St. Wenceslaus Catholic Church is a booming parish with Czech roots. The deeply rooted parish was founded in 1877 and over the years the site has transferred from a location near downtown Omaha out to west Omaha. With land available to purchase, BCDM worked with St. Wenceslaus to identify future needs and program expansions for the growing Parish.
St. Wenceslaus Catholic Church
Anchoring the New Church into Existing Vernacular
The new St. Wenceslaus Catholic Church was envisioned to be a contemporary blend of the existing architectural vernacular of the campus while creating a new worship home for a rapidly growing parish. The form of the church rises into a cruciform with a large plaza anchored at the corner by a bell tower, that calls parishioners to worship. The church expresses its importance over the existing campus through its height and large stained-glass windows that allow filtered light into the church.
Preparing for Worship
St. Wenceslaus was designed for the user to have an impactful entry experience as they prepare themselves for worship. The narthex entry, nave entry, baptismal font, altar and crucifix are all on axis, providing a focused path. Flooring materials and lighting also guide this progression. The pew arrangement is designed to support full and active participation of the congregation with canting side aisles that embrace the sanctuary. The parish’s patron saint put great importance in celebrating the Eucharist and this parish is no different. A significant design feature in the new church was an Adoration Chapel that connects the Nave and Day Chapel so that the Eucharist is visible at proper times from each location. A movable wall to accommodate this was designed, like many features throughout the project, to be precisely functional but beautiful and traditionally detailed.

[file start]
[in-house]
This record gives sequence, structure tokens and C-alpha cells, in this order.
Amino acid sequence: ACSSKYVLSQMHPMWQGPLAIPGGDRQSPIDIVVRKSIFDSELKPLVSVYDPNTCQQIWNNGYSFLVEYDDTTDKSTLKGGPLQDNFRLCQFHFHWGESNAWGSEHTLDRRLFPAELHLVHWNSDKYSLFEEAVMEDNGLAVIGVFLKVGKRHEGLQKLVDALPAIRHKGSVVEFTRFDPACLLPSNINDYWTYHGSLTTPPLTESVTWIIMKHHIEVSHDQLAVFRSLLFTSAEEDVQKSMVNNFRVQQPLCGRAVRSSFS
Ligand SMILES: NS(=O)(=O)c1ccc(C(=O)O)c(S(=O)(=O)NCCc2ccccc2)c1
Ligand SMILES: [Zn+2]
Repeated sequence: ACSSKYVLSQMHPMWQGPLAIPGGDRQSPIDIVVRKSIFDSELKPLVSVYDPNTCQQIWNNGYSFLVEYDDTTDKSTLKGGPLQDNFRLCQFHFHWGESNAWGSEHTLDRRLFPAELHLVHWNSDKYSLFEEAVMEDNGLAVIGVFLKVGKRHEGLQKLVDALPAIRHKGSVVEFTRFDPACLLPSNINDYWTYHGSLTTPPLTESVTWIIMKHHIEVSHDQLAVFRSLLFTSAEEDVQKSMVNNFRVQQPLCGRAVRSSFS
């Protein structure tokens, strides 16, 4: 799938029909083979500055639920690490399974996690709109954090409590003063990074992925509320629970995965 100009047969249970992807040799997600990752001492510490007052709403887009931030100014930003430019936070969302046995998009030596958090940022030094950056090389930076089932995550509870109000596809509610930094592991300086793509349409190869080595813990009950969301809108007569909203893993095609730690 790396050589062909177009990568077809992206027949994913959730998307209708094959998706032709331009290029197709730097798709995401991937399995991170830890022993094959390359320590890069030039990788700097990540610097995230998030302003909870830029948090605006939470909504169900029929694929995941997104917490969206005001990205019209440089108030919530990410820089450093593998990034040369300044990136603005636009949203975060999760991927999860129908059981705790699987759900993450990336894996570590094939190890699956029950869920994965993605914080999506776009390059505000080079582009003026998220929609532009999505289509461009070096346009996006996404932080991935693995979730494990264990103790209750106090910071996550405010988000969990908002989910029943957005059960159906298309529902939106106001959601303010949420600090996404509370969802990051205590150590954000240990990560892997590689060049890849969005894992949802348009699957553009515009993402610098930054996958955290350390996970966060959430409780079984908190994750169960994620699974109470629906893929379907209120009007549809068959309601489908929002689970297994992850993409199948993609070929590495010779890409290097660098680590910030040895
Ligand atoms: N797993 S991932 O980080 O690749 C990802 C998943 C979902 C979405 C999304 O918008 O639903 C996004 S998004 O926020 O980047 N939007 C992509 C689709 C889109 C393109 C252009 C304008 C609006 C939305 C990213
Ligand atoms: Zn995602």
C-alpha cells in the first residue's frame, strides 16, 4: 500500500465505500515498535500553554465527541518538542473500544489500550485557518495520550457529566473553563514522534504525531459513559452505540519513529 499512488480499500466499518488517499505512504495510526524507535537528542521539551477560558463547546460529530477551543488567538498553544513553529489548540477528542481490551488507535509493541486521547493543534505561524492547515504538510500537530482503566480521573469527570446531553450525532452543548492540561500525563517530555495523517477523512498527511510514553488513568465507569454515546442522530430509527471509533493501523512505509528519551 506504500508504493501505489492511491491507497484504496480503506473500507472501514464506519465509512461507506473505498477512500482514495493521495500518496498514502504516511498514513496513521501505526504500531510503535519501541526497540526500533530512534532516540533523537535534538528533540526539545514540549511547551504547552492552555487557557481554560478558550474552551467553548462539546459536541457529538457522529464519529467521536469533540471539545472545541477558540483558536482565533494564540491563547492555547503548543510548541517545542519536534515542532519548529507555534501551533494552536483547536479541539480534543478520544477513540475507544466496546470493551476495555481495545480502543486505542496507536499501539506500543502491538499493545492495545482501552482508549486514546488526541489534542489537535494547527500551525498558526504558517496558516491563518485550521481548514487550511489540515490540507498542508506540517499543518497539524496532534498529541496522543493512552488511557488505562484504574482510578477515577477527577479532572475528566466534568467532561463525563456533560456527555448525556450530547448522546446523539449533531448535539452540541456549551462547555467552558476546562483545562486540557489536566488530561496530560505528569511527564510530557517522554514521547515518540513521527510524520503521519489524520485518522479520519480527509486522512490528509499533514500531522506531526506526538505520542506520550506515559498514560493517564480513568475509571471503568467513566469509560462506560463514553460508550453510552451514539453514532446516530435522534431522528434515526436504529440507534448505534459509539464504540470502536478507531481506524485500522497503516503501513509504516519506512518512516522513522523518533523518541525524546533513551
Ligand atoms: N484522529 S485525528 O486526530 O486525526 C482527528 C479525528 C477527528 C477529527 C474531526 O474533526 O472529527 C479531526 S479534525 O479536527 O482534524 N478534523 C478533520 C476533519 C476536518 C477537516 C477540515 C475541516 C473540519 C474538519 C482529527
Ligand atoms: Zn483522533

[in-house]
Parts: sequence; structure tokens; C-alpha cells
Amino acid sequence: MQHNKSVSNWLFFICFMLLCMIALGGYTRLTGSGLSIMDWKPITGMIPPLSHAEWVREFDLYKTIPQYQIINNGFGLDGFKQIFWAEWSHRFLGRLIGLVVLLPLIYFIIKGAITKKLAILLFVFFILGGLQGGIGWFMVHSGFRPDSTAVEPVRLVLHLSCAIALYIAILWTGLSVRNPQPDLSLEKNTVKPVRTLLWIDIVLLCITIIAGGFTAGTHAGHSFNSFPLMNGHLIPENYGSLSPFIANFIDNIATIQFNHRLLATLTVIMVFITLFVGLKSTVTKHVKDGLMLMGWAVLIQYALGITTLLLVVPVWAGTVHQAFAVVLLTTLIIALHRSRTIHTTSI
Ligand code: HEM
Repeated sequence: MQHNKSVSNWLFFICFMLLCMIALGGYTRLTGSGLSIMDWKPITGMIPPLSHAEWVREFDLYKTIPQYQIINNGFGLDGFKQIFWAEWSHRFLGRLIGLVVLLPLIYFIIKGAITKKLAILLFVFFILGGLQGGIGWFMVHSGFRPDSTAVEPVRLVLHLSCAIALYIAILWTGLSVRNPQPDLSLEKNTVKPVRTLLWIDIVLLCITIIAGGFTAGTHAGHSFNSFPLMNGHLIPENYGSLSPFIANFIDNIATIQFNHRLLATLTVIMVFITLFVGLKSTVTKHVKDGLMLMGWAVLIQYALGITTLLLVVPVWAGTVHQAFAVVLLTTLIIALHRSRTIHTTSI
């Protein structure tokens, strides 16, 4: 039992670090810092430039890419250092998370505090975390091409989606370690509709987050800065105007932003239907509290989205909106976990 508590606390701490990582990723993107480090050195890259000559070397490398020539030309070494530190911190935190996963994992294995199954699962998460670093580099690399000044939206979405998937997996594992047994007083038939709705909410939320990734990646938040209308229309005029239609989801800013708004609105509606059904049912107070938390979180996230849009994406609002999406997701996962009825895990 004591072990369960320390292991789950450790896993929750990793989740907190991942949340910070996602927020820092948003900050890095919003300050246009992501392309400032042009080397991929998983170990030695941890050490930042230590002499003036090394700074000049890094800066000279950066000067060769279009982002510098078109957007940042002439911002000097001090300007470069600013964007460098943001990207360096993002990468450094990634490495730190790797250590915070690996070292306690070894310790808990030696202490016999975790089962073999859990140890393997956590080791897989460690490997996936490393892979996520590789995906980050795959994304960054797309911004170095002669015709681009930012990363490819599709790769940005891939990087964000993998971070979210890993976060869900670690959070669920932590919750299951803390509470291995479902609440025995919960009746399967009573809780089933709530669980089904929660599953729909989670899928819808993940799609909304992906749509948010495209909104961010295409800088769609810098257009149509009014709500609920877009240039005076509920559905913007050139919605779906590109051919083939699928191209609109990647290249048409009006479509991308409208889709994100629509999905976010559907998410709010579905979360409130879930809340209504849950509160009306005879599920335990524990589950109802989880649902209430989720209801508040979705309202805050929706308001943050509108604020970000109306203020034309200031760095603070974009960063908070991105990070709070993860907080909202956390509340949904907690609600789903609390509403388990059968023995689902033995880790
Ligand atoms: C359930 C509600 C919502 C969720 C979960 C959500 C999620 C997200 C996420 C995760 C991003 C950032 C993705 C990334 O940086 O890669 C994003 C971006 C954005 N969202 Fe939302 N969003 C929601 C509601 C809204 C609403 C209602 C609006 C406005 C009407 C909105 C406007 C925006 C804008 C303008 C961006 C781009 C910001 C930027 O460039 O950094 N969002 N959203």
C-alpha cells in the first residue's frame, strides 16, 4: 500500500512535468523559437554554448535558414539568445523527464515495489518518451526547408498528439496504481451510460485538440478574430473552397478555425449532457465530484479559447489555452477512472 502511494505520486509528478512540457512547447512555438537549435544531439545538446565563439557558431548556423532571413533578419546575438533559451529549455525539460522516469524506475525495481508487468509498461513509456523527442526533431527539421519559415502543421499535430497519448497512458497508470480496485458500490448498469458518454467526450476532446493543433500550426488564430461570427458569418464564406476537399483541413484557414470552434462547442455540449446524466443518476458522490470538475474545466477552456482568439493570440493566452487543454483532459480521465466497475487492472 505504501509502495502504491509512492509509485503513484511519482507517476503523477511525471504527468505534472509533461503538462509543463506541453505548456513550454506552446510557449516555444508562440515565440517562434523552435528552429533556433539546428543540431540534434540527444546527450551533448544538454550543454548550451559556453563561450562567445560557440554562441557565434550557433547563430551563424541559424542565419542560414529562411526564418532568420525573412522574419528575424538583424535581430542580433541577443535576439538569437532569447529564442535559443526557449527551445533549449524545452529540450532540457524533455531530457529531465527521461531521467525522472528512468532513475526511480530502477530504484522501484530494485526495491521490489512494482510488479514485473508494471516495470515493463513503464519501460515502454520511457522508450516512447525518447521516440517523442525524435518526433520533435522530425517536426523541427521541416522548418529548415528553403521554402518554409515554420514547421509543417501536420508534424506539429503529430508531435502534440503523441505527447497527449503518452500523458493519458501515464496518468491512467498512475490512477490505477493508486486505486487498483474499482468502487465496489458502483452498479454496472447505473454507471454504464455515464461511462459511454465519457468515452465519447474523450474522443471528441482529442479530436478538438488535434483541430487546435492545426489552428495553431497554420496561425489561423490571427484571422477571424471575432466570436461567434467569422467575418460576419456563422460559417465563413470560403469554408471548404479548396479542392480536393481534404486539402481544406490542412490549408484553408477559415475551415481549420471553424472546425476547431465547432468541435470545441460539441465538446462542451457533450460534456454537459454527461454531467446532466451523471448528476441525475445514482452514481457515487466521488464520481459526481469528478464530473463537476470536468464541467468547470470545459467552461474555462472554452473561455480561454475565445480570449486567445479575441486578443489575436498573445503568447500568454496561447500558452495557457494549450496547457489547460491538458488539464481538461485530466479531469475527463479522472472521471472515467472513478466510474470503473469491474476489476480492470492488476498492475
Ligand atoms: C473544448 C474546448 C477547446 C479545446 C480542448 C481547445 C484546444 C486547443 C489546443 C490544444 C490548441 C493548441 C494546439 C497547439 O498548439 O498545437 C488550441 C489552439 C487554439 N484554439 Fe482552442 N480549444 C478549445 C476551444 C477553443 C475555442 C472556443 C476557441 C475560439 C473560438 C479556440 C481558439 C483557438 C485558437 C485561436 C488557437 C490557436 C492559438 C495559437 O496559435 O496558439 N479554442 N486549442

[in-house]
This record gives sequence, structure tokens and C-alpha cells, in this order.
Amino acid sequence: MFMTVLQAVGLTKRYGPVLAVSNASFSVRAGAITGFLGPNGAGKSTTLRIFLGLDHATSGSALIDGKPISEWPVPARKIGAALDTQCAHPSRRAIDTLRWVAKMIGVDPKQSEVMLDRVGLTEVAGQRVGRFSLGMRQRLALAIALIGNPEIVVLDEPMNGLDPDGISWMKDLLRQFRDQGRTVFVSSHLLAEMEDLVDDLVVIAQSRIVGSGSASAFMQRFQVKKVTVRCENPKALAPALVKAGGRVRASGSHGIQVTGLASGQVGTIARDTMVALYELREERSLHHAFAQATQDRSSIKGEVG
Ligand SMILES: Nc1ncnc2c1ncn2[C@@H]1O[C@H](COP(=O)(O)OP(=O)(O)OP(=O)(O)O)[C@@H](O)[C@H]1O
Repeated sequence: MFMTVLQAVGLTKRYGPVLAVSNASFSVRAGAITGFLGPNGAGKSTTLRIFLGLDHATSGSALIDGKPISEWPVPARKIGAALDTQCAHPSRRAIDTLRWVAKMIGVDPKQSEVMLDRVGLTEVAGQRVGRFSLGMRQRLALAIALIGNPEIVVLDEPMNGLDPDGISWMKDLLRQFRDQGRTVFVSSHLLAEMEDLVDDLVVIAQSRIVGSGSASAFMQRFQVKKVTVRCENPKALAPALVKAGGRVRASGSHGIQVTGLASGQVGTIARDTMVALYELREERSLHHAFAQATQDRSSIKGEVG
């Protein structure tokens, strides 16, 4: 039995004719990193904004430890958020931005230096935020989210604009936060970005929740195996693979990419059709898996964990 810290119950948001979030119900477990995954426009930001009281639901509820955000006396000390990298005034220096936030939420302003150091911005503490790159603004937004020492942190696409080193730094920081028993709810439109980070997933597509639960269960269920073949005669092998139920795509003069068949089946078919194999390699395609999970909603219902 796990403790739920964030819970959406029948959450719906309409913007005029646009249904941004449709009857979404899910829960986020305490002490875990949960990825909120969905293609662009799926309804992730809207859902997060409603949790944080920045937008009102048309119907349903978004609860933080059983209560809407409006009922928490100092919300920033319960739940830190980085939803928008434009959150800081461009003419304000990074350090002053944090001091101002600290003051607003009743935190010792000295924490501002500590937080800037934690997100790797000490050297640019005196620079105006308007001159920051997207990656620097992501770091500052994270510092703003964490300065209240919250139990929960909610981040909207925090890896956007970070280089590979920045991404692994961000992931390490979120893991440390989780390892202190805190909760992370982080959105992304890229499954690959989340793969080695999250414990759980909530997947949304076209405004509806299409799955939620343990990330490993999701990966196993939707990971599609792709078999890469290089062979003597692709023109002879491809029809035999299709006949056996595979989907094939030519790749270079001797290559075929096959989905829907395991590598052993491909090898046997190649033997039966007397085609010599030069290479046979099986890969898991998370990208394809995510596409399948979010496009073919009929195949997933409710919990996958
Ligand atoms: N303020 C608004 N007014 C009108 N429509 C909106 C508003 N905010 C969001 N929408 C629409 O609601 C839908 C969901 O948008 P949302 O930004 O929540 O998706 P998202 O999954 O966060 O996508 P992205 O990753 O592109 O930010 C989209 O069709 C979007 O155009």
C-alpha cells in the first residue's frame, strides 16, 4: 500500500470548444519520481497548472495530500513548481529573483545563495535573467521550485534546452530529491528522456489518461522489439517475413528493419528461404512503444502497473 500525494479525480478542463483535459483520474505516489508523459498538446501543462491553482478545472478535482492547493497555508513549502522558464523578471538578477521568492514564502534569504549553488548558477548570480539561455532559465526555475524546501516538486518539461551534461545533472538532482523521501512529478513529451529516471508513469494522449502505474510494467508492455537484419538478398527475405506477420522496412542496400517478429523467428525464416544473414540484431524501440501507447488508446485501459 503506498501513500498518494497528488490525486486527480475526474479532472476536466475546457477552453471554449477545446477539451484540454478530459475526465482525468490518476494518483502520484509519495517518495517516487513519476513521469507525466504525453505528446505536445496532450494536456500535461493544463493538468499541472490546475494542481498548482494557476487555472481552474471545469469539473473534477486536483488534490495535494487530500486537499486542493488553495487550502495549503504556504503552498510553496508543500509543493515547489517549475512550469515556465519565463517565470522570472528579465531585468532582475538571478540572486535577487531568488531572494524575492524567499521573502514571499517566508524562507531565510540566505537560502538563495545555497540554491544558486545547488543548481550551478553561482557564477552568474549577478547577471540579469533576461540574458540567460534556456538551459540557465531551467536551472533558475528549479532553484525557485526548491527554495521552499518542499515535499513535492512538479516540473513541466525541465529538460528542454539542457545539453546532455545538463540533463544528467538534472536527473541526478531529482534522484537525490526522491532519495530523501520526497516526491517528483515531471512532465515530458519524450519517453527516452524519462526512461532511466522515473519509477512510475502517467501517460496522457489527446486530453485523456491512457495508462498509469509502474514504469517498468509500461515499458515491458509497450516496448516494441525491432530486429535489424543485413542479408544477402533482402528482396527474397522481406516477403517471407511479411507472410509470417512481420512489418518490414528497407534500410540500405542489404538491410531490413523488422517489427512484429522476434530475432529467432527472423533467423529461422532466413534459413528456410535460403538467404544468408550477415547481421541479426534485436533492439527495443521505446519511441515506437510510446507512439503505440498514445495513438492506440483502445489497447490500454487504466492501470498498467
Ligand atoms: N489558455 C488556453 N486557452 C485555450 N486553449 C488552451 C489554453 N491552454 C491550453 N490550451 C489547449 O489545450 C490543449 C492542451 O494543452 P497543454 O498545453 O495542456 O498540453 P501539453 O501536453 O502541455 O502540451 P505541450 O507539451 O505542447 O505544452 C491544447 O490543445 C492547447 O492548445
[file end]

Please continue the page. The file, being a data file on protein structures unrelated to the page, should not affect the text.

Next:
A worship space to seat 1,400 was needed but came with an array of challenges. The owner’s concern was that a space large enough for their required capacity would feel sterile and unwelcoming. The design team utilized the warmth of wood as the main visual material to address this and created multiple smaller-scale moments of interaction to make the experience welcoming, warm and individualized. The material finishes were selected to be timeless and natural, evoking a “from the earth” longevity. The wood ceiling, exposed structure, use of natural stone were key components. Other finishes were textural yet neutral in color to feature the stained glass and enhance the changing colors of the liturgical seasons.
Providing mechanical, lighting and audio-visual systems that heighten, not distract from the worship experience required great care and coordination for the design team in the interior detailing. The design team also worked closely with artists to produce meaningful works in the stained-glass, baptismal font mosaics, and sculptures, creating a beautiful awe-inspiring environment both balanced and focused on the important liturgical elements.